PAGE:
Attorneys General Seek Changes to Protect Airline Passengers

jetblueImage by Nel Botha

HARRISBURG, PA — Attorney General Josh Shapiro, along with a multistate coalition of attorneys general, called on Congress this week to allow state attorneys general to enforce state and federal consumer protections for airline travelers. The request comes after attorneys general received thousands of complaints from outraged passengers frustrated by problems they’ve had with air travel and what they view as airlines failing in their responsibilities to consumers. The Pennsylvania Office of Attorney General has received 408 complaints from frustrated fliers in the Commonwealth.

“There have been over a thousand canceled flight departures in Pennsylvania this year, leaving travelers stranded,” said AG Shapiro. “Travel always comes with a few bumps in the road, but my office has heard from hundreds of Pennsylvanians over the past few months who have encountered unnecessary challenges to their airline travel. As Attorney General, my office is the top consumer watchdog in Pennsylvania and we should have the ability to protect flyers if laws are being violated. Let us do our jobs for the public and hold companies who break consumer protection laws accountable.”

According to statistics from the US Department of Transportation, 2,581 departure flights in Pennsylvania have been canceled so far in 2022. Federal law currently places central responsibility for addressing violations of airline consumer protection laws with the Department of Transportation, but the agency hasn’t kept up with the escalating issues. State attorneys general have limited authority in holding airline companies accountable for unacceptable behavior towards consumers.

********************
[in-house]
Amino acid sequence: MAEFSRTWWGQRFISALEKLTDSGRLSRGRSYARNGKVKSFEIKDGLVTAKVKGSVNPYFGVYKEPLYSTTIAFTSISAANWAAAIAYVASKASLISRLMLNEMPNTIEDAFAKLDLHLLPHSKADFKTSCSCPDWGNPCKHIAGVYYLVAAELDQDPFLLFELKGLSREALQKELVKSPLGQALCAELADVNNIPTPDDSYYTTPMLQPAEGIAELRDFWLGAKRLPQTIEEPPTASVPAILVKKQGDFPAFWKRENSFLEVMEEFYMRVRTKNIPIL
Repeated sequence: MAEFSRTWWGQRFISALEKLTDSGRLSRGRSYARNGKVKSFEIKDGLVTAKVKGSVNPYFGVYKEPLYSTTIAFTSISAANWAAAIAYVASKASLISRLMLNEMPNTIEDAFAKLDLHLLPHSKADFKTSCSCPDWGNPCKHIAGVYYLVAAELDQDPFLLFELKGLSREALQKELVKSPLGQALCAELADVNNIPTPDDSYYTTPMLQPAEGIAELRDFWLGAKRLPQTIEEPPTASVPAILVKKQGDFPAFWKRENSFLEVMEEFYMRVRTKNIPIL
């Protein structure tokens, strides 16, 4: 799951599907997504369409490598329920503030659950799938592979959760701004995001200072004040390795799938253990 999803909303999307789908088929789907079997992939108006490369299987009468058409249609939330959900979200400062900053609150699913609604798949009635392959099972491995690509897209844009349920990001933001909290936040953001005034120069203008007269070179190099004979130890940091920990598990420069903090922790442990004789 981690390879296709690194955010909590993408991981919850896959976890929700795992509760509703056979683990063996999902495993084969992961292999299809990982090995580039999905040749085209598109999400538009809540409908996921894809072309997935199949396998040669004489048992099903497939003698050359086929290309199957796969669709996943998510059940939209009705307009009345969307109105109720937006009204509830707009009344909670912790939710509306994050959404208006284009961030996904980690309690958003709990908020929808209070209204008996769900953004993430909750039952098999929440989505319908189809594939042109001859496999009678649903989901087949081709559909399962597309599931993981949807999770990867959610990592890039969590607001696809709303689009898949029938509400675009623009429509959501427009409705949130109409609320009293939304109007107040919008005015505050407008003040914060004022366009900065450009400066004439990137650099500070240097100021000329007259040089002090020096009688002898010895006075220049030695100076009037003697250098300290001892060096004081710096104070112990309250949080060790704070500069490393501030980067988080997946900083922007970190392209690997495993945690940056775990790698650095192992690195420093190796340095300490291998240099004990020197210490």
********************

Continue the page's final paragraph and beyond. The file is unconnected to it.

The letter urges Congress to pass legislation that would authorize state attorneys general to enforce both state and federal consumer protection laws governing the airline industry. It also encourages Congress to consider shifting the authority for federal investigations of airline customer complaints from the US Department of Transportation to an agency more focused on consumer protection.

Attorney General Shapiro is joined in this letter by the attorneys general of Arizona, Alaska, California, Colorado, Connecticut, Delaware, District of Columbia, Guam, Hawaii, Illinois, Indiana, Iowa, Kansas, Kentucky, Maine, Maryland, Massachusetts, Michigan, Minnesota, Nebraska, Nevada, New Hampshire, New Jersey, New Mexico, New York, North Carolina, North Dakota, Northern Mariana Islands, Ohio, Oregon, Rhode Island, South Dakota, Vermont, Virginia, Washington, and Wisconsin.

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